Day 14: Thursday, April 16, 2020 

Pascal Finette, be radical: How to Navigate an Uncertain Present & Build for a Better Future

Pascal Finette introduced us to the concept of exponentials and prepared us for emerging trends that may take root in the AC (After Covid-19) world.

Here are a few key takeaways from the webinar:

Typically, there’s a slow and steady adoption rate of new technology – but the Covid-19 bump has increased that rate dramatically.

Pascal describes exponential growth by showing the audience a photo of his home office. If he were to increase the size of his home office (which by the way is a modest size) it would get larger slowly at first, but within days it would be the size of his house, and then shortly after that, it would be the size of the planet! Covid-19 has created a “bump” that accelerates that growth even more. He explains that it feels like nothing is happening for a long time and then suddenly it’s explosive. It’s hard for human beings to grasp exponentials – it’s so massive. But in the days and weeks to come, we will begin to see exponential growth in new technologies designed either to fight Covid-19 or manage the impact the virus has had on everyday life.

Weak signals are indicating emerging AC (after Covid-19) trends.

A weak signal is an indicator of a potentially emerging product or technology, that may become significant in the future; they often signal a forthcoming trend. The Covid-19 bump is accelerating these trends. Here are a few weak signals to consider:

Remote Work. What are the implications of remote work on different sectors? For example, commercial real estate may decrease because you need less office space, but residential real estate may go up because people need larger home offices. Management practices may change. The office supply chain may change. Human Resources may change.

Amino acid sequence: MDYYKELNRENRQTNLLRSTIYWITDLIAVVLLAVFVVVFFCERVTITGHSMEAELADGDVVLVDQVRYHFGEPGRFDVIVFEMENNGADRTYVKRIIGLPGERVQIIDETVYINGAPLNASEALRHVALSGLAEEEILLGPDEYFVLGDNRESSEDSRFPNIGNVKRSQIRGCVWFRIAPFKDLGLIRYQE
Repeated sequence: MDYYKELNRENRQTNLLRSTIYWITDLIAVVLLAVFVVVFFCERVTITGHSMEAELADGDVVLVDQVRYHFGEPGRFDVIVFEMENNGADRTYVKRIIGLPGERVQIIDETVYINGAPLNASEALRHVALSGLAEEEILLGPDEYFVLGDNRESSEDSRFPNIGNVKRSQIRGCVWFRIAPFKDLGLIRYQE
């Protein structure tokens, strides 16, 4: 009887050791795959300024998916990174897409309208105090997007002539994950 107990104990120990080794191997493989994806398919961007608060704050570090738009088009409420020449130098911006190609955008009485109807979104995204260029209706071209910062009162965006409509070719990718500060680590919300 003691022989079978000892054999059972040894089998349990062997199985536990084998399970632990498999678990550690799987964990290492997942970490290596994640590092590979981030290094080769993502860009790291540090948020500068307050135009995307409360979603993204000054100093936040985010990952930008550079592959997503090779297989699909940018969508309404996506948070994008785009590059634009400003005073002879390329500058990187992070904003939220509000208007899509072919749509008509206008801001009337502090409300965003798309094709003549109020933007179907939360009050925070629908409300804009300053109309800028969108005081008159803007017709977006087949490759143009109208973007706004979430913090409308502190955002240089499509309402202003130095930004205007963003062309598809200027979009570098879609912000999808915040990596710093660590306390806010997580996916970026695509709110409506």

Food Delivery. Even before Covid-19, 37% of Americans used food delivery services. What might this look like in the future? And how might that impact food packaging, for example? Food is currently packed to optimize shelf space, what are the implications of different food delivery mechanisms?

Sports. Already we see professional athletes playing themselves in video games being broadcast to live audiences – will this lead to new ways of “playing” and appreciating sports?

Retail. So many people are using this time to purge their household of extraneous “junk” – In what ways will this impact consumerism?

Community. We are seeing a massive resurgence of community. People caring for each other, for example, doing the neighborhood shopping run for people at risk. We’ve witnessed the celebration of nature returning to cities: there are coyotes in San Francisco and birds are returning to New York City. This might change people and their thinking about their destructive consumer patterns and behavior. 

Culture makes success possible.